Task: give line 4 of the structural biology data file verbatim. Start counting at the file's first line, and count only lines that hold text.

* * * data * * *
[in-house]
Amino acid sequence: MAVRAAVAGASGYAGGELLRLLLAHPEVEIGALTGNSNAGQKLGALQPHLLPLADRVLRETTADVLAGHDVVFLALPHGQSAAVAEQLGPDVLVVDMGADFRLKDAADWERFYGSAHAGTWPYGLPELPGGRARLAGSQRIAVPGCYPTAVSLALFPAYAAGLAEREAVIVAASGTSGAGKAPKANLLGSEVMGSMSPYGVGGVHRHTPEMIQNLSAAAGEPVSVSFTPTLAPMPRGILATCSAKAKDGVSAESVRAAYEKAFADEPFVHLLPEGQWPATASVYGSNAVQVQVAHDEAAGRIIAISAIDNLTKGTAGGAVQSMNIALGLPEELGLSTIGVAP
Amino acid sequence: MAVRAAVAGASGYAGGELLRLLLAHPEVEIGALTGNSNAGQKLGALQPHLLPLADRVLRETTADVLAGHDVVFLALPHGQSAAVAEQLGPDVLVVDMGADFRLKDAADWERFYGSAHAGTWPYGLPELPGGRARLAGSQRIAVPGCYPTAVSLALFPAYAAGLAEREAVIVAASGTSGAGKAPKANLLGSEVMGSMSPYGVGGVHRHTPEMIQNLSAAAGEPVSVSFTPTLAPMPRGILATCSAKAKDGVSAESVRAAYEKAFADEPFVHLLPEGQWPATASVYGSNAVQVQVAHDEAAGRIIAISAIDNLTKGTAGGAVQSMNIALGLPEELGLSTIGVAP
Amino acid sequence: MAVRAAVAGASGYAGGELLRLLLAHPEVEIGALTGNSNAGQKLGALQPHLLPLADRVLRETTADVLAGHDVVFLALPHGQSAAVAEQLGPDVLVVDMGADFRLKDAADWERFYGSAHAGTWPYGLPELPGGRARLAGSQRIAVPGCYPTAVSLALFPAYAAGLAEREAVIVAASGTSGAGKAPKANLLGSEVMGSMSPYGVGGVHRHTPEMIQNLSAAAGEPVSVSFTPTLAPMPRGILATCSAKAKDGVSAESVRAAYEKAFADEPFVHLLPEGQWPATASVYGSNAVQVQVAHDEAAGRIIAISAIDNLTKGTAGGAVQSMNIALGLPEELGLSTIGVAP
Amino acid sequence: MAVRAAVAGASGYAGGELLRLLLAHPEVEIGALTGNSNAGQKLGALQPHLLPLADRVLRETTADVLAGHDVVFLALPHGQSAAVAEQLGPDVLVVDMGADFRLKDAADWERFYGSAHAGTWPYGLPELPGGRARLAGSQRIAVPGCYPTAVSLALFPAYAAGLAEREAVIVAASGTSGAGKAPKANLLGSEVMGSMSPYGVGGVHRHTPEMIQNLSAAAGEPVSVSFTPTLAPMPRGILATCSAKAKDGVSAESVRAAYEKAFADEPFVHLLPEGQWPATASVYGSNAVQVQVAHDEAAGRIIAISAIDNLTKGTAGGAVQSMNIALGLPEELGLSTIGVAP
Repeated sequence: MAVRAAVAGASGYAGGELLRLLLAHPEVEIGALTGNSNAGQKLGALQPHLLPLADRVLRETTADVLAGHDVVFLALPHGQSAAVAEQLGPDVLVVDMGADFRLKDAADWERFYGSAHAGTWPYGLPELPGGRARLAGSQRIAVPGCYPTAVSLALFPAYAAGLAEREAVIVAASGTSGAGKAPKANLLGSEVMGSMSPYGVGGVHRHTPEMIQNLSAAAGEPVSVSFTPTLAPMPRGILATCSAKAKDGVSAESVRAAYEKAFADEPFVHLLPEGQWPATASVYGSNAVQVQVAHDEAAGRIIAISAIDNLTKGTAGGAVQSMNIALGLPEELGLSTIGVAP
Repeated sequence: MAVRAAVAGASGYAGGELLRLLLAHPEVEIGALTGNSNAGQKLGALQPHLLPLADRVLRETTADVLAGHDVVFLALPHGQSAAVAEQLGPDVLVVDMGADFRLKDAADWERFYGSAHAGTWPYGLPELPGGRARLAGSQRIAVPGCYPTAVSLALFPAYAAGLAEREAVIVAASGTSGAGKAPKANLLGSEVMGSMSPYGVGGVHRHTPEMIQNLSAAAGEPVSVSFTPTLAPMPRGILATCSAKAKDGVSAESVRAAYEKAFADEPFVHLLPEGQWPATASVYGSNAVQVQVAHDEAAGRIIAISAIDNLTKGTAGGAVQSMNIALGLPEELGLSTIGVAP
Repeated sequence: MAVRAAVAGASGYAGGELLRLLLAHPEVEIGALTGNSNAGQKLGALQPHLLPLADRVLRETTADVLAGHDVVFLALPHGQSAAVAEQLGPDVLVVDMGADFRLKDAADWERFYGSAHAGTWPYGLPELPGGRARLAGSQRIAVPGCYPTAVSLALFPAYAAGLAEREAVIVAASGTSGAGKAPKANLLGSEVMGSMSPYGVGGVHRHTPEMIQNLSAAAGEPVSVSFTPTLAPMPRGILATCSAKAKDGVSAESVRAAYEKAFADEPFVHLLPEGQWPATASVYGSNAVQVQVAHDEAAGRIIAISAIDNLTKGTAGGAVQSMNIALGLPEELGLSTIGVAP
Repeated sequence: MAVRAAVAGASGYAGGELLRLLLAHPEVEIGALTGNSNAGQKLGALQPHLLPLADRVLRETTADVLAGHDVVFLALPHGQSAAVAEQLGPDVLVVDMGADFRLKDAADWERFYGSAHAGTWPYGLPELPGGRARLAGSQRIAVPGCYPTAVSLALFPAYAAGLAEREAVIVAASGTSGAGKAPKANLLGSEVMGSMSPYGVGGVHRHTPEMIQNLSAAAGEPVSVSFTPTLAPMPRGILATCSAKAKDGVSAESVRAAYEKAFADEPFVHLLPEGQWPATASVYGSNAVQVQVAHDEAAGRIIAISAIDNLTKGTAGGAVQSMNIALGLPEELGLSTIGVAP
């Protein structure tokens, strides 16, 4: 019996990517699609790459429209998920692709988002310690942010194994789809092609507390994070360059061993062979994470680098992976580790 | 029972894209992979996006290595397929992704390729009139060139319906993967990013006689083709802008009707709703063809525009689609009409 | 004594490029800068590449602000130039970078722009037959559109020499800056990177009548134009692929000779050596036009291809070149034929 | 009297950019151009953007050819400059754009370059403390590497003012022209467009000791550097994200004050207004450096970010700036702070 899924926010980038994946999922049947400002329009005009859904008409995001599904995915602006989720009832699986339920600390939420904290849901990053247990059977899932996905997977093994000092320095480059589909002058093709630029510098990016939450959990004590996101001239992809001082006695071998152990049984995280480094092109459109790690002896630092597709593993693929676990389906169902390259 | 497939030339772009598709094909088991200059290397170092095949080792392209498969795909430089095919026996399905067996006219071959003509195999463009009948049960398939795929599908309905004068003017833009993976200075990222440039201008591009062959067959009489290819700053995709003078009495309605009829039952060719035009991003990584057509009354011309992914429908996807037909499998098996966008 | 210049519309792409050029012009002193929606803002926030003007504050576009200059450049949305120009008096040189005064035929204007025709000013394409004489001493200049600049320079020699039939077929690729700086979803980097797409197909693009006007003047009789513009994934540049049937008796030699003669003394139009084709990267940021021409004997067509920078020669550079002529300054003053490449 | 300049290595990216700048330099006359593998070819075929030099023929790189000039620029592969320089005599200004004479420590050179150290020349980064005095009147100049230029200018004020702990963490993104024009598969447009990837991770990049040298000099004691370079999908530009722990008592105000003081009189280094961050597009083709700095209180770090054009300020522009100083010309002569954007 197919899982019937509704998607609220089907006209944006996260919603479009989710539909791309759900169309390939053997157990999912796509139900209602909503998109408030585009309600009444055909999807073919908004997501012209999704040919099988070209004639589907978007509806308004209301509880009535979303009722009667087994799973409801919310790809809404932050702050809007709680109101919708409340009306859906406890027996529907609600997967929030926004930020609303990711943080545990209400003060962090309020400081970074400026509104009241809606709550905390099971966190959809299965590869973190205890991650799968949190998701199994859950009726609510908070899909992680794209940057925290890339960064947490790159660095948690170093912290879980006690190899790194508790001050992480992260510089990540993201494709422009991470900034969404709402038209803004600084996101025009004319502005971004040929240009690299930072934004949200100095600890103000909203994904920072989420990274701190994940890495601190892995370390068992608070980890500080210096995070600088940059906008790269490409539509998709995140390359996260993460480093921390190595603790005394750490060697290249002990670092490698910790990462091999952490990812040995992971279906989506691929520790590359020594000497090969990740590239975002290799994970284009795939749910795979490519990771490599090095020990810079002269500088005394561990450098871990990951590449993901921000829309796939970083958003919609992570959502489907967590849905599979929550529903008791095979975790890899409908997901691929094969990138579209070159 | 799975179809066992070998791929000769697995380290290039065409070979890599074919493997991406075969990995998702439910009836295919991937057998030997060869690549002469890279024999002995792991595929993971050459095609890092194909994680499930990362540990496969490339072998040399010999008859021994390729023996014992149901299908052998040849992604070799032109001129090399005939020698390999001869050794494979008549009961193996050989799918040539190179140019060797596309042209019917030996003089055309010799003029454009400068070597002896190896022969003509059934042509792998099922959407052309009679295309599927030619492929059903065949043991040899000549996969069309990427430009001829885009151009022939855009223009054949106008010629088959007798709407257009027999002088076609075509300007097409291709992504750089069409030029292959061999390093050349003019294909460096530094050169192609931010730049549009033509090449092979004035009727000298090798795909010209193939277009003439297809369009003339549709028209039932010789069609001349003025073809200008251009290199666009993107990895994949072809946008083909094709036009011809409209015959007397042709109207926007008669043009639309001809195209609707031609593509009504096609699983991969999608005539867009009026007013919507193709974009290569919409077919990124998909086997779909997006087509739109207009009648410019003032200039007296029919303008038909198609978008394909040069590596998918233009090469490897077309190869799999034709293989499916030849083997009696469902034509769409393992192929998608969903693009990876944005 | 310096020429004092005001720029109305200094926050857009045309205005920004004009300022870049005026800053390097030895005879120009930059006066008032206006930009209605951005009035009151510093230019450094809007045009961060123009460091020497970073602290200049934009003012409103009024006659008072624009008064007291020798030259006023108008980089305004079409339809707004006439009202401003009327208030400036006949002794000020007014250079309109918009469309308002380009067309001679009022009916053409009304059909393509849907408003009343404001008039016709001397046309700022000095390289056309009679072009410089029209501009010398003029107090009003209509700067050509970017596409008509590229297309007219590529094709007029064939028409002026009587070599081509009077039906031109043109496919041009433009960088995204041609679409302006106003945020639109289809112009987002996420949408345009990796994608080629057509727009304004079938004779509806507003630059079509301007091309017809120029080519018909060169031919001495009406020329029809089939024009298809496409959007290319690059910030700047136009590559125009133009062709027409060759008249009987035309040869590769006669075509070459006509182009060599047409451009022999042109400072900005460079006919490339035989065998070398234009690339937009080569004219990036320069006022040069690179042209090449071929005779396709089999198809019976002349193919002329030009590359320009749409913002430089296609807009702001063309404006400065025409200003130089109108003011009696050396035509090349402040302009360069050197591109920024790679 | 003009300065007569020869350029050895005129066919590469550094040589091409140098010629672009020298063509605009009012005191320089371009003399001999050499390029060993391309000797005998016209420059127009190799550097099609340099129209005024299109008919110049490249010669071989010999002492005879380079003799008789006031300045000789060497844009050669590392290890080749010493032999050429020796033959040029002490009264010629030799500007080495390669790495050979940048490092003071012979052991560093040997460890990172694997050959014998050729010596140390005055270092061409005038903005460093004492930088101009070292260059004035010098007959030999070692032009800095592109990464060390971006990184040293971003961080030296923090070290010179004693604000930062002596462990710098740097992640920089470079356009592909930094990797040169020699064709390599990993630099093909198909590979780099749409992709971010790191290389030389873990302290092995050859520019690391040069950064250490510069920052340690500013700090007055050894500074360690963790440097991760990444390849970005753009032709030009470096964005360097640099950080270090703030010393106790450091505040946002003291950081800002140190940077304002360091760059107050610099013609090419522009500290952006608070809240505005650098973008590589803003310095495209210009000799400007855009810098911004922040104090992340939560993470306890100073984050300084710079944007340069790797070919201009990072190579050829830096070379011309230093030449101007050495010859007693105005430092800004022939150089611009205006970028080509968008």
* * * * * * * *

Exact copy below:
Amino acid sequence: MAVRAAVAGASGYAGGELLRLLLAHPEVEIGALTGNSNAGQKLGALQPHLLPLADRVLRETTADVLAGHDVVFLALPHGQSAAVAEQLGPDVLVVDMGADFRLKDAADWERFYGSAHAGTWPYGLPELPGGRARLAGSQRIAVPGCYPTAVSLALFPAYAAGLAEREAVIVAASGTSGAGKAPKANLLGSEVMGSMSPYGVGGVHRHTPEMIQNLSAAAGEPVSVSFTPTLAPMPRGILATCSAKAKDGVSAESVRAAYEKAFADEPFVHLLPEGQWPATASVYGSNAVQVQVAHDEAAGRIIAISAIDNLTKGTAGGAVQSMNIALGLPEELGLSTIGVAP